God has not merely provided salvation for us, but is obliged to overcome our eninity, and induce us to accept of it, before we ever feel the least inclination to choose his service. “God cornmendeth his love towards us, in that, while we were yet sinners, Christ died for us!.” Can, we, then, allow ourselves to be transported with anger against our fellowcreatures, when God has exercised the richest compassion towards us?

5. God's mercy to you should produce in you a disposition to forgive others." You have, it may be, lived long in forgetfulness and contempt of God. You have been led away by vain or wicked objects Rom. iii. 10-21.

Tib. v. 8.

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LECTURE LII.

ON THE DUTY OF CHRISTIANS TO PROMOTE THE HAPPINESS

AND SALVATION OF MANKIND.

Gal. vi. 10. As we have, therefore, opportunity, let us do good

unto all

men.

When a man has tasted the love of God, through the redemption which is in Christ Jesus, he is immediately fired with a desire to be useful to his species, by drawing their attention to that source of spiritual good from which his own happiness has been derived. A faithful Christian cannot be contented to pass away all the days of his regenerate state in sloth and unprofitableness,“ hiding his Lord's talent uselessly in the earth®;" but he will seek, on all occasions, to glorify God, by using every means in his power to render others as happy as himself.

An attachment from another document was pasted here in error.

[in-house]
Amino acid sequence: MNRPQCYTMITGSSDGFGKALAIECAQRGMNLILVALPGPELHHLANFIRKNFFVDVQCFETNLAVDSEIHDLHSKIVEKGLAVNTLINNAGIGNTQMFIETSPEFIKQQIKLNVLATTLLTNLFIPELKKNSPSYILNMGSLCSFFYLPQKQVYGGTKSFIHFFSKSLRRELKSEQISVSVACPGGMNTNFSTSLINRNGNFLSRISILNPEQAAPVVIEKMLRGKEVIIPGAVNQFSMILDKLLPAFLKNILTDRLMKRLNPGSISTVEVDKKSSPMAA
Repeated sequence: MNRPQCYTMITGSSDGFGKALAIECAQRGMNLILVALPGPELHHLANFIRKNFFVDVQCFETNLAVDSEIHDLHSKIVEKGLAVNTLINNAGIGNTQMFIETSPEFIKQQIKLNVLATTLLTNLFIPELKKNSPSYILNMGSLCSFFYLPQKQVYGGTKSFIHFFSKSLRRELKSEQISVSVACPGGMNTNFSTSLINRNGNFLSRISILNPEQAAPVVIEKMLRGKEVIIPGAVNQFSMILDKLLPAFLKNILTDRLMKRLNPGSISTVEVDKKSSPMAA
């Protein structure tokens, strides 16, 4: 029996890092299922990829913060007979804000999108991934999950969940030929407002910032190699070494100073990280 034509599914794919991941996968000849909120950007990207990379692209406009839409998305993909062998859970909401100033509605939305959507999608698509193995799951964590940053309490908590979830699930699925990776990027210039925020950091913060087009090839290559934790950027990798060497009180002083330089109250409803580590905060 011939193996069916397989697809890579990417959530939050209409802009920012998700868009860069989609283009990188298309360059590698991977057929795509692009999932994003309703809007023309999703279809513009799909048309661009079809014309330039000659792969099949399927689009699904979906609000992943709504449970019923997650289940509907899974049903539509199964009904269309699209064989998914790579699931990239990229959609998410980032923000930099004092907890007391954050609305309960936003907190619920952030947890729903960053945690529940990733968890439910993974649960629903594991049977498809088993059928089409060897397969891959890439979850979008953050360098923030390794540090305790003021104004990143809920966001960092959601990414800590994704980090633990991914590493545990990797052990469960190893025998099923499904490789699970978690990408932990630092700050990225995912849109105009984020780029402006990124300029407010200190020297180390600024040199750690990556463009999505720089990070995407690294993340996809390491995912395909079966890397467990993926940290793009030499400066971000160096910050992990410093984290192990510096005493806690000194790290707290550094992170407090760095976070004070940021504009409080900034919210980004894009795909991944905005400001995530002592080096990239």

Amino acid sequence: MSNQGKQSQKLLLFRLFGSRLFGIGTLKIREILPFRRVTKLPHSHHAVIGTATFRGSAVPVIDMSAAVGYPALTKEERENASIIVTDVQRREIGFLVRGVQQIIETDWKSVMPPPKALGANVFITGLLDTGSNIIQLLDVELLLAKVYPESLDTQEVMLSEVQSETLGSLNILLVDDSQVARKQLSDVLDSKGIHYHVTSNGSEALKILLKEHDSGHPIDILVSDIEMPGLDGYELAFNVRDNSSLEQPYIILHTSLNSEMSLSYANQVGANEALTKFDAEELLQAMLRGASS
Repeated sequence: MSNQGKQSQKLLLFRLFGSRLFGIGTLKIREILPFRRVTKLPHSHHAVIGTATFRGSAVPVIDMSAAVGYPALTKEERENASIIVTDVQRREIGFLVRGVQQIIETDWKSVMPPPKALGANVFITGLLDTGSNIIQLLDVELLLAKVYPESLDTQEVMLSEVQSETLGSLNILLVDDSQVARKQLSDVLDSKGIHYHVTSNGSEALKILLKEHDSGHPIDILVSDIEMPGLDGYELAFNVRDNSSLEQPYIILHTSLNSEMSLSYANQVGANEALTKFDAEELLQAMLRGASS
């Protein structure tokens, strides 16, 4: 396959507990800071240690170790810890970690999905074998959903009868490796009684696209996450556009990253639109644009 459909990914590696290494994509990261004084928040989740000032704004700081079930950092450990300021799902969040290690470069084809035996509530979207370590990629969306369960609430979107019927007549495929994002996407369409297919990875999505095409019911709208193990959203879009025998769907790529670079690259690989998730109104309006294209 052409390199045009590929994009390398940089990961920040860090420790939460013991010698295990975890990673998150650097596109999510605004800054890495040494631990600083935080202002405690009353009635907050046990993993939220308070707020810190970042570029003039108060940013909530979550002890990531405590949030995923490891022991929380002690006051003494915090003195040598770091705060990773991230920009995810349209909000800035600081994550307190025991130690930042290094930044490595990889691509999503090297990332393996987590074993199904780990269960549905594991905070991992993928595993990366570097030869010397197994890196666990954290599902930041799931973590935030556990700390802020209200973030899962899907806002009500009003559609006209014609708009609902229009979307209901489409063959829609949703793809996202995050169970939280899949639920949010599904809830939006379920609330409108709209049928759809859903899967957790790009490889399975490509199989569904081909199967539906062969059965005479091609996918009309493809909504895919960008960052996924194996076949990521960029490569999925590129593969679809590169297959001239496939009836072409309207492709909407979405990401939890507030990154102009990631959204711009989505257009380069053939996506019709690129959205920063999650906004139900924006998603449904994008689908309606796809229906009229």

Gratitude to the Lord, for his unspeakable mercy, will lead him to cry out, “Come and hear, ye that fear God, and I will declare what he hath done for my soul!" Christian benevolence will urge him to invite all, with whom he may converse, to join him in marching forward to the heavenly Canaan. To animate their zeal, and quicken their steps, he will say to each, “Come thou with us, and we will do thee good ! for the Lord God has spoken good concerning Israel.”

Under the sway of these mighty principles, a real believer will frequently inquire, How can I be most beneficially employed in doing good to the souls of my fellow-creatures ?

The Scriptures will teach the Christian, that the a Mat. xxv. 25. 6 Psalm lxvi, 16. c Numb, x. 29.

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most important and effectual means of accomplishing his charitable object is,

1. To discourage sin, both in principle and practice. He will think it his duty to lay open the fountain from whence all the wickedness, of which men are guilty, flows, by declaring, in the words of Christ, " that which cometh out of a man, that defileth a man: for from within, out of the heart of men, proceed evil thoughts, adulteries, fornications, murders, thefts, covetousness, wickedness, deceit, lasciviousness, an evil eye, blasphemy, pride, foolishness"."